For more information about the progression of programming in time, see this Higher Level Languages page.

Photo courtesy of IBM Corporate Archive, circa 1965.

Photo courtesy of IBM Corporate Archive, circa 1965.

 


 

 

Women around the world were involved with technology: the picture below shows a woman working at TeleMisr, an Egyptian state owned television set manufacturing plant. In this plant, nearly half of the six hundred employees were women.

To find out more about labor culture and history through time, see the Rutgers University library page for an index of sources.

Woman operating a television set manufacturing plant (circa 1963).

Woman operating a television set manufacturing plant (circa 1963). Photo courtesy of egyptindependent.com

 


 

The role of the female typist, sometimes called a “girl operator” in technology was seen as clerical work and not a part of the “higher” thinking jobs in tech. Here these advertisements depict the computers as being simple enough for a mundane person to use by showcasing a typist as the main user. Although women in these roles usually did much more than secretarial work, and were mostly immersed in the technology that they used, they were not recognized for being technologically literate. They were most likely stuck in the preconceived notions of basic clerical work.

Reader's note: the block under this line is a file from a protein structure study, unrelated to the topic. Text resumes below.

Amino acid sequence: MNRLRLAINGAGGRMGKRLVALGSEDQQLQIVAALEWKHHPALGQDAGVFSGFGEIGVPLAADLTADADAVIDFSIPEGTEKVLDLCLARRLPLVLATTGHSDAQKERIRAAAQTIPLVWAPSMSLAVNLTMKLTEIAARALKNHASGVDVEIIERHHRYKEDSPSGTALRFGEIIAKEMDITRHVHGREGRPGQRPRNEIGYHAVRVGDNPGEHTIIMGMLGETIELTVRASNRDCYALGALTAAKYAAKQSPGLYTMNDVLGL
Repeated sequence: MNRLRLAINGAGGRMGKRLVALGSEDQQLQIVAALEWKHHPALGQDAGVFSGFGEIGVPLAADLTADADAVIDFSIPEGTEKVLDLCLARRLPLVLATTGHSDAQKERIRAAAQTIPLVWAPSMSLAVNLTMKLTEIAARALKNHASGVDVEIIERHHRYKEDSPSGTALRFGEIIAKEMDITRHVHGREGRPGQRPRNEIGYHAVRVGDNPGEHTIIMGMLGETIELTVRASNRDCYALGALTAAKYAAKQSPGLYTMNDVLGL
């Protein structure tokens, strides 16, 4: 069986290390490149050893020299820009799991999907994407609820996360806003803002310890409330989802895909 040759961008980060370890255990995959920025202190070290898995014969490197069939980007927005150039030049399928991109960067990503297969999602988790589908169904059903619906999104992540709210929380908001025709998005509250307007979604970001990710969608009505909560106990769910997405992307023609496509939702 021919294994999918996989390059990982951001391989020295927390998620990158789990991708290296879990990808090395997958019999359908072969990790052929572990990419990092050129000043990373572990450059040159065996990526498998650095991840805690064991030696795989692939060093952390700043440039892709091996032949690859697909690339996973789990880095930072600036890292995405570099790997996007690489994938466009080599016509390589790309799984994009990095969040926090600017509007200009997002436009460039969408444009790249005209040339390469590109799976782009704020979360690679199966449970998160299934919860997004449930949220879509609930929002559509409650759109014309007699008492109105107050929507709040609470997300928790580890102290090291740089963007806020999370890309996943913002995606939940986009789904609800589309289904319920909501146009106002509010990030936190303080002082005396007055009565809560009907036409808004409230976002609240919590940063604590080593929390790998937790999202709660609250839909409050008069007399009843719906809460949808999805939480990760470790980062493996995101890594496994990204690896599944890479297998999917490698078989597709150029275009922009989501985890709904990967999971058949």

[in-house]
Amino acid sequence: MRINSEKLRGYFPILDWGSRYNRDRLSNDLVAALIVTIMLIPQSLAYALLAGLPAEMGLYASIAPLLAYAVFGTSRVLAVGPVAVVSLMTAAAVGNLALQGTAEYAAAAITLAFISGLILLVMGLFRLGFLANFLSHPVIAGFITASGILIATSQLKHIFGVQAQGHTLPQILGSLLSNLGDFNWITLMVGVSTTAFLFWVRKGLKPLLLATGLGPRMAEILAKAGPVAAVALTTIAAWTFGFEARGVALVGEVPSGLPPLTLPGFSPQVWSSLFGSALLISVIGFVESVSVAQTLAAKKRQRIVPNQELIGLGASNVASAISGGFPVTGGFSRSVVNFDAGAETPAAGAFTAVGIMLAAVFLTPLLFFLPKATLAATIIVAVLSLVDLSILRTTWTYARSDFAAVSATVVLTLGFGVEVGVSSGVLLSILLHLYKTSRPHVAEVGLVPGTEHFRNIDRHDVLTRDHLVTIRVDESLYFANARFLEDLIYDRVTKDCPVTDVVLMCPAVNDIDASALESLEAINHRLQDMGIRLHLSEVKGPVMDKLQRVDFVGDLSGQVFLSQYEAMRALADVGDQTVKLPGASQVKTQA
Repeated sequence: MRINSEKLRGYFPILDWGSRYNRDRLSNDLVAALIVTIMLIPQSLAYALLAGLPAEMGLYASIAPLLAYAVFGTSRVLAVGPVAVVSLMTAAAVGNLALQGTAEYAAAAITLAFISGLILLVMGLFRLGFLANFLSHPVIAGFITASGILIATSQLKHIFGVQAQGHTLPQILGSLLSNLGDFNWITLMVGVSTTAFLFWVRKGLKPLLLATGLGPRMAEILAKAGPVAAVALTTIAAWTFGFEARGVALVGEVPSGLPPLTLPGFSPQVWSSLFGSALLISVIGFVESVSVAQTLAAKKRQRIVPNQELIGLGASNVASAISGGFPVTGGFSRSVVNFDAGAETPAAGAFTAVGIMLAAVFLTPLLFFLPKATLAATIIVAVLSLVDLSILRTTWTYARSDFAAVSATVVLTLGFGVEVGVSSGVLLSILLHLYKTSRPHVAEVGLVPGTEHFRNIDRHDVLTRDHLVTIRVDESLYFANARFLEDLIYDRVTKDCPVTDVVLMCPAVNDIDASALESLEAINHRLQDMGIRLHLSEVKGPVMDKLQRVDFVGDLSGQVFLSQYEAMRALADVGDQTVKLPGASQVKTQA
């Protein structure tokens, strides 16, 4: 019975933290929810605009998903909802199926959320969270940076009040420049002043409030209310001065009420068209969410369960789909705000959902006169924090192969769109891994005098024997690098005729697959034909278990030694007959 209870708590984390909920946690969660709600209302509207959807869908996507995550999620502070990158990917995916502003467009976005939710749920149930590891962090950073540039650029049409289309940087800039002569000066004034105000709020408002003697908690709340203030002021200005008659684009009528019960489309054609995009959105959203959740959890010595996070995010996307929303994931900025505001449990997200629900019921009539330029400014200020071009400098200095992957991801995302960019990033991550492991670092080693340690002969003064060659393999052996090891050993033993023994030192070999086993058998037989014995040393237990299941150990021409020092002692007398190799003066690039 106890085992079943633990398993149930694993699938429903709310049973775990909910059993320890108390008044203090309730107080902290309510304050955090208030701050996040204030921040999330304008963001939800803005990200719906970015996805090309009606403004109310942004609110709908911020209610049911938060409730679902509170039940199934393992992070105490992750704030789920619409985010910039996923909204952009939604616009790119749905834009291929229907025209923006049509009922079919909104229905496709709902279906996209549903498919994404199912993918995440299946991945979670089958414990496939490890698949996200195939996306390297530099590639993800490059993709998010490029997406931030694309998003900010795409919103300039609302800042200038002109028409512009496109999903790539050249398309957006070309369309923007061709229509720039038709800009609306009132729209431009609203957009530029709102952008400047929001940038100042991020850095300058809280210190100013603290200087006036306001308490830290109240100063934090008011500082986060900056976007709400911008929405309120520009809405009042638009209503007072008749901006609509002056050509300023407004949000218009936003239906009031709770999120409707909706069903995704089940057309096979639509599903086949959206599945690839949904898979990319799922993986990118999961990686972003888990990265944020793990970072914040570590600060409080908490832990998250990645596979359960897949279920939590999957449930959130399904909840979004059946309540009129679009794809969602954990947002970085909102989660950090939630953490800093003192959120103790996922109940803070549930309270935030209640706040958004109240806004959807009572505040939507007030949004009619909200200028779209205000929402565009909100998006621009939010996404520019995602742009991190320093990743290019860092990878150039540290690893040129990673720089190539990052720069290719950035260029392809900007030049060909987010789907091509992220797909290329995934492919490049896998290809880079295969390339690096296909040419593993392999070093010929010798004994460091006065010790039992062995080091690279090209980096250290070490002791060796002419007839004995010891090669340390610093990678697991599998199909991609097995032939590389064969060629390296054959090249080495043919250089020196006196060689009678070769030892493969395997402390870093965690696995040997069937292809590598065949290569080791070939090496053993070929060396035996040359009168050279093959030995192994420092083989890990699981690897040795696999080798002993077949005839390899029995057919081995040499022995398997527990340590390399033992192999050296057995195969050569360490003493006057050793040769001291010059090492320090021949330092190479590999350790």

For more on the history of women in computing in Britain between 1950-1970, see Marie Hicks’ blog.

From left to right: An advertisement for the "Susie" machine and an advertisement for the Baric (circa 1967).

From left to right: An advertisement for the “Susie” machine and an advertisement for the Baric (circa 1967). Photo courtesy of Marie Hicks blog.

 

 

Interview with Dr. Kimberly Hambuchen 10/08/2014


(0:12) Did you play a lot of video games when you were younger?

I didn’t, I had this conversation at lunch today and somebody was telling me you obviously play some kind of game, I don’t know. I played Nintendo Super Mario Brothers and that was it. I take that back I did play quite a bit of Atari when I was very young. But I was’t like a gamer. I would not call myself a gamer at all. I actually went to arcades and played the big machines, that was big when I was in middle school. So I did that sort of thing, everybody did that. So no! I really didn’t.

(0:52) We were all wondering about it because you said that joysticks were used to control the robot’s movement.